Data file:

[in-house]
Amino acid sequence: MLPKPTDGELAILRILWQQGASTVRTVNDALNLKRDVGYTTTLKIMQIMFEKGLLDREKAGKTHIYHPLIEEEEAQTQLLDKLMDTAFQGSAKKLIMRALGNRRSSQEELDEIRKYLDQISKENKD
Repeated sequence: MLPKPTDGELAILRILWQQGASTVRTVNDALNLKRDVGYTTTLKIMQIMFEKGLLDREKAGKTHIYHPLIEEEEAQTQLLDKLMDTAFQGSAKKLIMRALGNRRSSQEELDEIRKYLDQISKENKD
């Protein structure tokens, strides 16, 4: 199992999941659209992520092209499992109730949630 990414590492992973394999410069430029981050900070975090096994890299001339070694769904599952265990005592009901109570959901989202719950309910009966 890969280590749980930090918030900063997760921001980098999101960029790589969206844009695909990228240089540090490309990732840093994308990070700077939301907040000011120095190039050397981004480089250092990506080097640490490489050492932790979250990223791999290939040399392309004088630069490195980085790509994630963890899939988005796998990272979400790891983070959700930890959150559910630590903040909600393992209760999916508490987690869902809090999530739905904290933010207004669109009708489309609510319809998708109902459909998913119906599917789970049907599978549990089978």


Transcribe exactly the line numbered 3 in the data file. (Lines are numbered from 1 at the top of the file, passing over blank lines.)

Repeated sequence: MLPKPTDGELAILRILWQQGASTVRTVNDALNLKRDVGYTTTLKIMQIMFEKGLLDREKAGKTHIYHPLIEEEEAQTQLLDKLMDTAFQGSAKKLIMRALGNRRSSQEELDEIRKYLDQISKENKD